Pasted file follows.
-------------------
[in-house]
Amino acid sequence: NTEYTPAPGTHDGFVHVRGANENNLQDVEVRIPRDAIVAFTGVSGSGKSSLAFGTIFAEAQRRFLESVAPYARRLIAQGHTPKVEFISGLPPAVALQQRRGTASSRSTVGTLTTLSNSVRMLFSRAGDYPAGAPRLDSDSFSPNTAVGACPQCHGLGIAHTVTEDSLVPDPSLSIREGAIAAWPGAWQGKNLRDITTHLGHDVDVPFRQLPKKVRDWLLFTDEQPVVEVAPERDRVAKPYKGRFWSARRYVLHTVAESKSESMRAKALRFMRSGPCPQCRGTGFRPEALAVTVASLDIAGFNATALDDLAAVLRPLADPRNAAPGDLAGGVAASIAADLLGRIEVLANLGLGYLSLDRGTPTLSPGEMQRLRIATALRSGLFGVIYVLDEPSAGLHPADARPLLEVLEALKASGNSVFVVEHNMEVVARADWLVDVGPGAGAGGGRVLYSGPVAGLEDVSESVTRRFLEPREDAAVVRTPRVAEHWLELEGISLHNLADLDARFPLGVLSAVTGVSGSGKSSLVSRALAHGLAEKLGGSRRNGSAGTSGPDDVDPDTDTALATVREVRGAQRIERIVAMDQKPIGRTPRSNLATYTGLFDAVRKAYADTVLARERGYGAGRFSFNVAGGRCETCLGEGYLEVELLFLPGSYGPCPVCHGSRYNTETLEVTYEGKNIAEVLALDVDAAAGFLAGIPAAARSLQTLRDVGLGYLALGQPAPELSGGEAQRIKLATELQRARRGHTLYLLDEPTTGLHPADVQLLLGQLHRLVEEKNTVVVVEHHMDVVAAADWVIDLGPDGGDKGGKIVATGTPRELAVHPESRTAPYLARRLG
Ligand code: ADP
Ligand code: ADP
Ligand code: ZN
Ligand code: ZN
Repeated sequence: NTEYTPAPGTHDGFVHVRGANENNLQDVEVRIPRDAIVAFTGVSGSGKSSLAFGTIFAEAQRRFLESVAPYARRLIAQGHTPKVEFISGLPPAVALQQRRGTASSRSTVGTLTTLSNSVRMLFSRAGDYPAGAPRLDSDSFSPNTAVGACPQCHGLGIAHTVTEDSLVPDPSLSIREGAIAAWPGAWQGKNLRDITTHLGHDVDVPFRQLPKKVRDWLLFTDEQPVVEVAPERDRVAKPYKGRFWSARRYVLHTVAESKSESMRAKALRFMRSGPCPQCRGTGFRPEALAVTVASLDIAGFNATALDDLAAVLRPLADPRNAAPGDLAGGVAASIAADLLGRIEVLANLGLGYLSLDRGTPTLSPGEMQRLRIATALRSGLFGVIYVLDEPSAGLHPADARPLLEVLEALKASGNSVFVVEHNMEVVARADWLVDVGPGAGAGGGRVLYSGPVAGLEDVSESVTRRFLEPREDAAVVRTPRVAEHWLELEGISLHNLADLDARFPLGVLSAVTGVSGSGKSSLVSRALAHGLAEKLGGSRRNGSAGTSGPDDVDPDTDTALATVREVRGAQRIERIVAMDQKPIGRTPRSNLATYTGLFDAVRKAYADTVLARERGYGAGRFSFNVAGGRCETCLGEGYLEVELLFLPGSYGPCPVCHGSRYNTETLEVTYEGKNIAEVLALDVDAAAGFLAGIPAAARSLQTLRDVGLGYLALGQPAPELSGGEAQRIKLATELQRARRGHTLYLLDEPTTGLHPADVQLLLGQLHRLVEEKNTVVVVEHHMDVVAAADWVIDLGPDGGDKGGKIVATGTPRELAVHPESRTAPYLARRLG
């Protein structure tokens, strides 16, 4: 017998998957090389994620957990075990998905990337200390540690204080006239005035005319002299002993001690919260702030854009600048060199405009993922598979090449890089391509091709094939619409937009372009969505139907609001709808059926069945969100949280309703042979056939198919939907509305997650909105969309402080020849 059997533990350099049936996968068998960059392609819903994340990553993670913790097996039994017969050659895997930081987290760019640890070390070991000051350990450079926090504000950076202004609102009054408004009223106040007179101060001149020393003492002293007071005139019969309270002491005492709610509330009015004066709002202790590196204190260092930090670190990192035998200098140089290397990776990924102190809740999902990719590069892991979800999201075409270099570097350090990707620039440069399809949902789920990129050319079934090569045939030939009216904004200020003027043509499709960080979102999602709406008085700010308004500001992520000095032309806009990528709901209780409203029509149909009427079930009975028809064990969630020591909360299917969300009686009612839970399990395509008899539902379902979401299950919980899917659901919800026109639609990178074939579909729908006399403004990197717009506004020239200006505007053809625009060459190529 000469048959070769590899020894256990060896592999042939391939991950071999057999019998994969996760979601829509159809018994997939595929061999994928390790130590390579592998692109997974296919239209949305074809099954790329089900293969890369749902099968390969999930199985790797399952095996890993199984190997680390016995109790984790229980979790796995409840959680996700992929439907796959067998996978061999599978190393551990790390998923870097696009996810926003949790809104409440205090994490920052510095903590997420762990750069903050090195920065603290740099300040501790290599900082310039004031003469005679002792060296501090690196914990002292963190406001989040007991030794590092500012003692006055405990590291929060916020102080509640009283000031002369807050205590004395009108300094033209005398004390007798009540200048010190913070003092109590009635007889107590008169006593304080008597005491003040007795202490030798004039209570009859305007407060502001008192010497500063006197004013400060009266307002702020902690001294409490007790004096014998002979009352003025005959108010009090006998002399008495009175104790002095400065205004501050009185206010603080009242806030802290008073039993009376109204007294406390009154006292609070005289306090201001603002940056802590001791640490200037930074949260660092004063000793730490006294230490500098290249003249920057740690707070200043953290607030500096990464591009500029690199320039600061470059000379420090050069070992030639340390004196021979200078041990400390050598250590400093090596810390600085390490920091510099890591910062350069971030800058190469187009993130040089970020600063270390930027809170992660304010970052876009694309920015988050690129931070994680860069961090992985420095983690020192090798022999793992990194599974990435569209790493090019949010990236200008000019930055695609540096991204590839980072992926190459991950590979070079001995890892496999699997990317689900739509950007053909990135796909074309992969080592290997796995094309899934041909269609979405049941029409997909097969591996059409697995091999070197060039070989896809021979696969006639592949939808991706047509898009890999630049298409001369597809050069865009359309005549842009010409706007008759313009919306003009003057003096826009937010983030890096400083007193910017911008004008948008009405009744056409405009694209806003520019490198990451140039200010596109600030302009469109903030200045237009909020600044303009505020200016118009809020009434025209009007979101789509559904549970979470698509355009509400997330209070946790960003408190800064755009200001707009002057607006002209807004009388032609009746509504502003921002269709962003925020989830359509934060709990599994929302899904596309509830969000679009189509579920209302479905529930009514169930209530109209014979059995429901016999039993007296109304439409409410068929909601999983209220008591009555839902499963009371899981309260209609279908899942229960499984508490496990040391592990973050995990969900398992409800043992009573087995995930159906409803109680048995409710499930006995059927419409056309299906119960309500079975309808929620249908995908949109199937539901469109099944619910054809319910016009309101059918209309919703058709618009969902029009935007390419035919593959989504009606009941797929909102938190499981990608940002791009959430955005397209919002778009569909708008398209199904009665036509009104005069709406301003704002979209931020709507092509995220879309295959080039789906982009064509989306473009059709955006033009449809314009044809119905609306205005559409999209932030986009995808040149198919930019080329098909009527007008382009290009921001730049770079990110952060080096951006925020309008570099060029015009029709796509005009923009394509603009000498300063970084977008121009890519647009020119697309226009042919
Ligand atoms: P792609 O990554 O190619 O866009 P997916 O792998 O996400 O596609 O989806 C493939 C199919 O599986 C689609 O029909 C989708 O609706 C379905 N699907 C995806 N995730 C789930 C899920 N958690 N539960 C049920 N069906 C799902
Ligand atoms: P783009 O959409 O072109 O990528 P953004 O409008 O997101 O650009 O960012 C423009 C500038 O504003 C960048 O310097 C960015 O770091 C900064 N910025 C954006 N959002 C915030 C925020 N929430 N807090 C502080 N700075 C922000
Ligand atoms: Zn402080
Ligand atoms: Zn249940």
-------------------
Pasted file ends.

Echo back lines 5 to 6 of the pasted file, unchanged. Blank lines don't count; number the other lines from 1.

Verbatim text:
Ligand code: ZN
Ligand code: ZN